These papers were donated to the Balch Institute by Natalie Allegrini Carolfi, daughter of Pietro and Maria Allegrini, in November 1990. She was also the donor of the Carolfi Papers and of Photo Group 292 (Allegrini Family), q.v. This collection was processed by Sandra Shaffer VanDoren. For related materials, see the Carolfi Papers and Photo Group 292 (Allegrini Family).
The box list of the register of the papers of the Allegrini Family is two pages long and available upon request. The charge is $0.25 per page, in addition to $2.50 for shipping and handling.
BELSITO, SAMUEL A.
The collection consists of several family papers collected by Samuel A. Belsito, a Philadelphia Italian-American who sold real estate and insurance, served as a notary public and an Italian interpreter, and was also Commissioner of Deeds for New Jersey and New York.
The material includes the will of Philadelphian Mary Conte Giamello, wife of John Giamello (witnessed by S.A. Belsito), and several financial statements for S.A. Belsito from the period 1919 to 1929.
The collection was donated by Carmen D. Valentino in 1990.
FORESTERS OF AMERICA, CORTE STELLA D'ITALIA NO. 364 (Scranton, PA)
The folder listing of the records of the Foresters of America, Corte Stella d'Italia No. 364 is as follows:
1. Constitutions, 1921, n.d.
2. Minutes, 1924-1927
3. Correspondence, 1921-1922
4. Correspondence, 1923-1927
5. Receipts, 1925-1927
6. Membership Lists, n.d.
7. Medical reports, 1926-1927
8. Membership forms and stationary, ca. 1920
9. Miscellaneous, 1927, n.d.
This collection contains an 1879 certificate of citizenship for Frank Iula, travel documents for Francesco Saverio Iula, a document certifying Francesco Saverio Iula medically unfit for Italian military service, a mortgage for Teresa and Ruffino Iula, and letters to Frank Iula and Teresa Iula. Also included is a clipping regarding Robert Iula. The relationships between the individuals represented here are unclear. The travel documents for Francesco Saverio Iula are in Italian.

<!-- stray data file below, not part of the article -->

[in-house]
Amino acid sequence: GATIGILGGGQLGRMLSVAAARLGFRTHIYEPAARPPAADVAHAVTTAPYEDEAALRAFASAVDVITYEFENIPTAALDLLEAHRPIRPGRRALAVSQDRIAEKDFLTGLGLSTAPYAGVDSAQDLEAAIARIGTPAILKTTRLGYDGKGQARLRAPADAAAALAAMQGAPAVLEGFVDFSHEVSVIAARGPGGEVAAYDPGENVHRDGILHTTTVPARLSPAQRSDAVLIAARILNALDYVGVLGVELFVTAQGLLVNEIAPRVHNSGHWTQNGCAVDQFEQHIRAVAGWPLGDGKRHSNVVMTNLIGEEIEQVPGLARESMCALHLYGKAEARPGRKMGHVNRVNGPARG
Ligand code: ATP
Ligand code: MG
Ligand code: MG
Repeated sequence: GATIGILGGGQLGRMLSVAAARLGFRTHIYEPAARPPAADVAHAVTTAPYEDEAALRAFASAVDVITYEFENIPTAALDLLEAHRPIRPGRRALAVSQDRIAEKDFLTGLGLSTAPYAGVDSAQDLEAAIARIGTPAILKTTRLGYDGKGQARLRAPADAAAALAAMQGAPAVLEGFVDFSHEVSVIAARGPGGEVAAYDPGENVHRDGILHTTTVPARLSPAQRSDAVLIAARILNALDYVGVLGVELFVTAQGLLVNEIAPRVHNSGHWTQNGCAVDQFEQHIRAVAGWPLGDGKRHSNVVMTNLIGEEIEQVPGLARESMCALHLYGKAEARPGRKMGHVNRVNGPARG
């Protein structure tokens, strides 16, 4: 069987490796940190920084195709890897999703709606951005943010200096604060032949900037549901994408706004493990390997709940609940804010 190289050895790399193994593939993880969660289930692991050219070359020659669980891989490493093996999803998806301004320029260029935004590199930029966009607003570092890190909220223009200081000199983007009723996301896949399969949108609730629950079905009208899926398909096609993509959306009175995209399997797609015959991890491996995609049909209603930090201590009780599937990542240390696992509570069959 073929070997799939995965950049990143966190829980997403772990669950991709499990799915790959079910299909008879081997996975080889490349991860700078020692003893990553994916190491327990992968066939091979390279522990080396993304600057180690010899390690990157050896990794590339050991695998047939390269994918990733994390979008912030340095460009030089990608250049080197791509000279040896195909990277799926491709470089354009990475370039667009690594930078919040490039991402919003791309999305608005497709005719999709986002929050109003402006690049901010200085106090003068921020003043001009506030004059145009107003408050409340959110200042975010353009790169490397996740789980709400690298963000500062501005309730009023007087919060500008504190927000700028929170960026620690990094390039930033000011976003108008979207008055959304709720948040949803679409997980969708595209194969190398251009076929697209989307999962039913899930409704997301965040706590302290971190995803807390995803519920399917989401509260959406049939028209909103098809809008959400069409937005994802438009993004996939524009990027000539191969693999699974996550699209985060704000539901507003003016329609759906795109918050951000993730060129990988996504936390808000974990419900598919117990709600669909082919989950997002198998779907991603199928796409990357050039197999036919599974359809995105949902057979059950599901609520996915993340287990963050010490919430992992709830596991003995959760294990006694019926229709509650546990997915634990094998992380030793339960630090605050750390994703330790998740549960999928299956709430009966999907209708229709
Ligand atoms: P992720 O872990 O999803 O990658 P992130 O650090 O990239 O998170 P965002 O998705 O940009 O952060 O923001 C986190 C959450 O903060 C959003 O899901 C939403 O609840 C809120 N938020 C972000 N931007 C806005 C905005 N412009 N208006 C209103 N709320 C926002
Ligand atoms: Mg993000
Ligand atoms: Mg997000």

This collection was donated by Thomas Lombardo in 1990.
The Marinelli Papers document divorce proceedings between Rosaria Marinelli and her husband, Armando Marinelli.
Folder 1 contains the correspondence of Mrs. Marinelli to her lawyer in Harrisburg. Mrs. Marinelli, an Italian citizen, was attempting to divorce her husband, who had emigrated to the United States in 1937. Her letters (1946) describe her efforts to save their marriage and receive financial restitution.
Folder 2 contains her lawyer's correspondence. George Keitel and Joseph Loughran attempted to adjudicate her case in 1946 but were unsuccessful. Mrs. Marinelli dropped the case in 1954 after Armando Marinelli's death. The final outcome of the case in not covered in these letters.
The majority of the papers are dated 1946 and address the background of the case. The papers of most interest are Mrs. Marinelli's letters.
The papers were donated in 1986 by Kathleen Moretto Spencer of the Shadek
Fackenthal Library, Franklin and Marshall College.
The box list of the register of the papers of Rosaria Marinelli is one page long and available upon request. The charge is $0.25 per page, in addition to $2.50 for shipping and handling.
The collection consists of two letters. One is from the Special Investigating Committee of the Socialist Party in Reading, Pennsylvania, and recommends that Pacchina be expelled for contributing to the Republican Party campaign fund in 1935. In the other letter Pacchina defends himself, explaining that he had to register as a Republican in order to keep his job and detailing his intimidation by local members of the Republican Party.
The passports originate from Antonio Puntillo's and Caterina D'Amico Puntillo's home town of Madia, Catanzaro province, Italy. The documents are both dated February 7, 1907, one month after their marriage. The couple immigrated to the United States several months later.
Unrestricted. Donated by Josephine Isabelli, 1986.
Poems, 1958 and n.d.
The collection consists of five poems by Dante Raso (b. 1877), an Italian-American of Brooklyn, New York. The poems are philosophical meditations on life, happiness, good and evil, and the influence of fate on our lives.
One poem is about Sputnik. Also included is a poem in honor of G. Rizzo, editor of Lu Mundu Liberu, a monthly review.
The poems are in Italian.